WA’s lithium industry must work for locals

WA has been always been a resources state.

From the gold rushes of the 19th century to the iron ore projects that transformed the state over the last 50 years, resources have been an integral part of WA’s story.

A new chapter in that story is currently being written. One that involves the resource of the 21st century: lithium.

In a world hungry for handheld devices, electric cars, and energy storage, lithium is positioned at the head of the pack as the resource we will rely upon most to power our future lives.

Luckily for WA, we have lithium. And unlike other resources, we have an opportunity to do more than just pull it out of the ground and ship it overseas.

The state and federal governments are keen to see WA press its advantage by developing the infrastructure and capabilities needed to build batteries here.

It’s a long-term plan, but we have a project that could catapult us up the value chain and lay the foundation for our new advanced manufacturing industry.

A new lithium refinery at Kemerton is being built, which is expected to produce 100,000 tonnes of lithium hydroxide each year.

The project, led by United States company Albemarle, would be the biggest of its kind anywhere in the world and produce around a third of the world’s global demand for lithium used in things such as batteries and ceramics. Some 500 jobs will be created during construction, with another 500 jobs expected once operational.

This is a huge opportunity that could put WA firmly at the centre of the global lithium supply chain. It’s obvious how important this could be for the future of our state’s economy and for thousands of workers in the south west of the state.

Put simply, we have to get this right.

Which is why it’s so concerning to see what should be the easy part of this development getting off to such a worrying start.

Albemarle have already begun to award contracts to Perth-based contractors BGC and Civmec for the project. Which might make sense if Kemerton was a remote location in the north of the state.

But Kemerton is right in the middle of the South West, surrounded by towns like Bunbury and Collie filled with the skilled workers needed for this project.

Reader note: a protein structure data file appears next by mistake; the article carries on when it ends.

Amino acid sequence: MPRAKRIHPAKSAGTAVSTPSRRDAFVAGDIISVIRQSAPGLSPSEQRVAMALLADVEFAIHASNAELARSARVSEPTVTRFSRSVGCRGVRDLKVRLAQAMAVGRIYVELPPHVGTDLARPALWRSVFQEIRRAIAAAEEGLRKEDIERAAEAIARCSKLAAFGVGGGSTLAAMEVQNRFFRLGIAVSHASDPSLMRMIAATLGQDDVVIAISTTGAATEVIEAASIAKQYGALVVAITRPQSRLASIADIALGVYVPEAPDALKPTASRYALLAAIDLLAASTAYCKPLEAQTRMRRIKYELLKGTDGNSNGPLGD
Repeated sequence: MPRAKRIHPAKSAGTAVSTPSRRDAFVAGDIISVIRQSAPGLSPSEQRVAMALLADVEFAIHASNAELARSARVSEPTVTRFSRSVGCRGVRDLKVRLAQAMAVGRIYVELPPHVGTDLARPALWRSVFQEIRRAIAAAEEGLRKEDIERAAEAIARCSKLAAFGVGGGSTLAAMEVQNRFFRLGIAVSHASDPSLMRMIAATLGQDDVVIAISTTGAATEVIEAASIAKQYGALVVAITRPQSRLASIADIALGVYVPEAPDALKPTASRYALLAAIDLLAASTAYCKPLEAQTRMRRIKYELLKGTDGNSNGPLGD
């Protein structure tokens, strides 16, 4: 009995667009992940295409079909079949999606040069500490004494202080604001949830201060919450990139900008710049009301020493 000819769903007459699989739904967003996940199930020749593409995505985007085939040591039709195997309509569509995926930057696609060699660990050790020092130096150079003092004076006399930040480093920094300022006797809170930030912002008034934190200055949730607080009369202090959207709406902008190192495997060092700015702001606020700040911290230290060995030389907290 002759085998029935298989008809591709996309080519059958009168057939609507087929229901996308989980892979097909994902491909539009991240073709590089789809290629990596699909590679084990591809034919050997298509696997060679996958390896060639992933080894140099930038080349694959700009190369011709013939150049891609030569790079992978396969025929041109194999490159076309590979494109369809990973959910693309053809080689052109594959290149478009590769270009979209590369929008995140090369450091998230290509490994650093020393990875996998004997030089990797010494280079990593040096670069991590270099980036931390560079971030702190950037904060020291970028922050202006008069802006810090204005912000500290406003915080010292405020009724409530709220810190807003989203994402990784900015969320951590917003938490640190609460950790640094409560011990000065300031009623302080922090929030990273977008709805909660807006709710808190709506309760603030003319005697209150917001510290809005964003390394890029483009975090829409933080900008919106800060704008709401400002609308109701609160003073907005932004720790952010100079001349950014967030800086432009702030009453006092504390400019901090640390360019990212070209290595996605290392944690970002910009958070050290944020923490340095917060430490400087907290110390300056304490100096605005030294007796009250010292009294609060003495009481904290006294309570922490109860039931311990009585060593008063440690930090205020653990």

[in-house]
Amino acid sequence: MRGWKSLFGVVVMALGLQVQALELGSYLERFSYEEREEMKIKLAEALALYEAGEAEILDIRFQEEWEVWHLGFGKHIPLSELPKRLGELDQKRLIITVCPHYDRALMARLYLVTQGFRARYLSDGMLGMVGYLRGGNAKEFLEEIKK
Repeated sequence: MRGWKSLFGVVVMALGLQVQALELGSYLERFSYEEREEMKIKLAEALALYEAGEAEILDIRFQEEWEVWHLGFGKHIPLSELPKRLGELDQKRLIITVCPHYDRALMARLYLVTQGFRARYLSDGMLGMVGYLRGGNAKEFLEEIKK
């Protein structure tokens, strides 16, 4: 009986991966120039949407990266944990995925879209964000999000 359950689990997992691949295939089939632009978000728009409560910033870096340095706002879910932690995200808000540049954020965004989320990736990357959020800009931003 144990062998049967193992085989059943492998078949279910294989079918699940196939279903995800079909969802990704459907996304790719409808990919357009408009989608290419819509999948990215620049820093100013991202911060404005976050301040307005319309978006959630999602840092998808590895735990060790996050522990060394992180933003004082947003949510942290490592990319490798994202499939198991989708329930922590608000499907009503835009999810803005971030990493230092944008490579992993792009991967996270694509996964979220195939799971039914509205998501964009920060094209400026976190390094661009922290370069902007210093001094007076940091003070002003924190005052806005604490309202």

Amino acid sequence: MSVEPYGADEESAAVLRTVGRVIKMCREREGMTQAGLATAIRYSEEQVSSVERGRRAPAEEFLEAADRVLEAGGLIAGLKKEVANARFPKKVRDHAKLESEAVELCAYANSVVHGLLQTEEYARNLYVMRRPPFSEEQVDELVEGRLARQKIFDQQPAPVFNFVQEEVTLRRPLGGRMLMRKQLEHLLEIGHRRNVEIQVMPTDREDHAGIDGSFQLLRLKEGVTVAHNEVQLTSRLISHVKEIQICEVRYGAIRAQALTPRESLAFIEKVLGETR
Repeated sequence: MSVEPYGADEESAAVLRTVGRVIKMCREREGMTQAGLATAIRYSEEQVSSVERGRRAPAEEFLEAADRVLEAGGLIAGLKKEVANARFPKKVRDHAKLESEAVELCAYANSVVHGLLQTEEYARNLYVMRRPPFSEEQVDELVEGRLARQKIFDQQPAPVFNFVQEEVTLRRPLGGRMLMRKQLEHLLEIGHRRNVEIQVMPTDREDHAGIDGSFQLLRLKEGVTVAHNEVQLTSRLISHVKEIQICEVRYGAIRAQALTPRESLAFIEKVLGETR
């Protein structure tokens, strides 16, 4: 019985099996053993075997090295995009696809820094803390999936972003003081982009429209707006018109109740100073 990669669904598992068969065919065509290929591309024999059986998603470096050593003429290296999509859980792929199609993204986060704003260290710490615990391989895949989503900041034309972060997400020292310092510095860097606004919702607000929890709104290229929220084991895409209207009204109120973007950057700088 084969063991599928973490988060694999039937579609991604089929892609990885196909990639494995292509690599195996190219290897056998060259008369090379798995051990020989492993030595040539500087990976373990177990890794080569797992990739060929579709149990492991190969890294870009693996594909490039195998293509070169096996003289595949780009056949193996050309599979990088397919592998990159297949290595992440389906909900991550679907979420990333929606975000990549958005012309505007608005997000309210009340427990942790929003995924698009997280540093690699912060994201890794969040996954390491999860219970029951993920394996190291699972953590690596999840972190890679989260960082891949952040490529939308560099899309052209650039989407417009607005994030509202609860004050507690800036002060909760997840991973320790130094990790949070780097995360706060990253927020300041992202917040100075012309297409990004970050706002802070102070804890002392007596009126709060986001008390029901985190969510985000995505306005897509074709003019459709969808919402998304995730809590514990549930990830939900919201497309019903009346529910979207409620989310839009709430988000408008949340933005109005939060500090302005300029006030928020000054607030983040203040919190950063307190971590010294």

If we’re serious about building this industry of the future, surely we want to ensure a long-term stable workforce to drive it forward. We know having a local workforce creates the pool of skilled, experienced labour critical to keeping these projects going, especially during boom times.

With iron ore and LNG projects coming online over the next few years, there is going to be serious competition for skilled labour in the resources sector. The fledgling lithium industry can’t afford to get into a bidding war with the likes of the major corporate players in this space.

Establishing a local workforce in the South West creates a safe-guard for industry while guaranteeing that families and local businesses in the area will remain and thrive. It’s a win-win recipe for success.

That’s why it’s so important that Albemarle work with the local community to ensure that local workers and their families will benefit as much from this lithium as shareholders will.

A community meeting is set to be held this Sunday, 14 July at 10am at the Bunbury & Districts Softball Association Inc (BADSA) headquarters in Eaton. This is an opportunity for locals to make it clear that lithium needs to work for everyone in the South West.

The next chapter of WA’s resource history is being written right now. It’s up to us to make sure that lithium is the next success story for our state.

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